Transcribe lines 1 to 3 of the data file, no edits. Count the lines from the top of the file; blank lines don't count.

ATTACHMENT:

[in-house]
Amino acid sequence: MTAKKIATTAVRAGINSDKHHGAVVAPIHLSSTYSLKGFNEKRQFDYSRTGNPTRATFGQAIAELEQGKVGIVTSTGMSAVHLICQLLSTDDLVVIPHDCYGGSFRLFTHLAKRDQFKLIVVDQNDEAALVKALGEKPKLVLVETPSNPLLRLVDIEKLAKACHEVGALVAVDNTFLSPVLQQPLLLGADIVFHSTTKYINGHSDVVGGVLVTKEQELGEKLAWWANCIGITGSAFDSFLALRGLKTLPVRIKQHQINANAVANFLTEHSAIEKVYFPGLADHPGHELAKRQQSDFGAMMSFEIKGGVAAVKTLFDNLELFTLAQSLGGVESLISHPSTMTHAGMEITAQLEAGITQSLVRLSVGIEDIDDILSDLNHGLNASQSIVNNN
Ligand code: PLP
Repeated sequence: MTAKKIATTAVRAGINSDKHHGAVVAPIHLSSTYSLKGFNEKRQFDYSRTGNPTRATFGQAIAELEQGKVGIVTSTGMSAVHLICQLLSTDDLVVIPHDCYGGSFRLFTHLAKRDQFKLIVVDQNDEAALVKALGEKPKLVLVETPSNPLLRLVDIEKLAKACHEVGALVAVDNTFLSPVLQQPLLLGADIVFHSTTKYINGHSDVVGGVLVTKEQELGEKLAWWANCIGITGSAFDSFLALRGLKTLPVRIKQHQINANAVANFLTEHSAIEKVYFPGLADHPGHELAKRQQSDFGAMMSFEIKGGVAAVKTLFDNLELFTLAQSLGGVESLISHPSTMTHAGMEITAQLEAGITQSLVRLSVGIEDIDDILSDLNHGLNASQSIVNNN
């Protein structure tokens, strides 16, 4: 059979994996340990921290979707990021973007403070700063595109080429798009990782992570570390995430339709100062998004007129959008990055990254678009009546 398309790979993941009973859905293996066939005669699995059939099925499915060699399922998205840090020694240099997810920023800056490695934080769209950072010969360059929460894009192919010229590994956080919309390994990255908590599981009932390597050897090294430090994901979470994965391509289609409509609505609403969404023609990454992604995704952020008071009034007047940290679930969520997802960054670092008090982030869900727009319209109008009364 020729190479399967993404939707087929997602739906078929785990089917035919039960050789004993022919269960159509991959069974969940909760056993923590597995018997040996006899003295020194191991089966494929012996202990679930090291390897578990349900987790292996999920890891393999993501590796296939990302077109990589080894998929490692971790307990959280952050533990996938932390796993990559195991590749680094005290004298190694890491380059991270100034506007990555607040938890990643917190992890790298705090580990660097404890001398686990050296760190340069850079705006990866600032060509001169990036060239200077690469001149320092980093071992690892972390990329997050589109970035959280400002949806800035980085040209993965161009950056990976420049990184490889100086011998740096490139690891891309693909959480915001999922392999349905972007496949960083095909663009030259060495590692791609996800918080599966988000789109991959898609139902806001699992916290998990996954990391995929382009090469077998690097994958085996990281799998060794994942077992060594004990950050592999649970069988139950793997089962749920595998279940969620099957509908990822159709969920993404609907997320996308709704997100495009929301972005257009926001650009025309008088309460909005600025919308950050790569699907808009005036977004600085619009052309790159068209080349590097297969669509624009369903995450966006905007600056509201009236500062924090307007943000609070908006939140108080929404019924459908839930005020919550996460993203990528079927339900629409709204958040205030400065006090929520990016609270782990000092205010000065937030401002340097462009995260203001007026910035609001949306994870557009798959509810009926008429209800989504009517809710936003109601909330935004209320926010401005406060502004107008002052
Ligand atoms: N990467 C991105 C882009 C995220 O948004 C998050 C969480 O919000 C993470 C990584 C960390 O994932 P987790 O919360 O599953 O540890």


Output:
[in-house]
Amino acid sequence: MTAKKIATTAVRAGINSDKHHGAVVAPIHLSSTYSLKGFNEKRQFDYSRTGNPTRATFGQAIAELEQGKVGIVTSTGMSAVHLICQLLSTDDLVVIPHDCYGGSFRLFTHLAKRDQFKLIVVDQNDEAALVKALGEKPKLVLVETPSNPLLRLVDIEKLAKACHEVGALVAVDNTFLSPVLQQPLLLGADIVFHSTTKYINGHSDVVGGVLVTKEQELGEKLAWWANCIGITGSAFDSFLALRGLKTLPVRIKQHQINANAVANFLTEHSAIEKVYFPGLADHPGHELAKRQQSDFGAMMSFEIKGGVAAVKTLFDNLELFTLAQSLGGVESLISHPSTMTHAGMEITAQLEAGITQSLVRLSVGIEDIDDILSDLNHGLNASQSIVNNN
Ligand code: PLP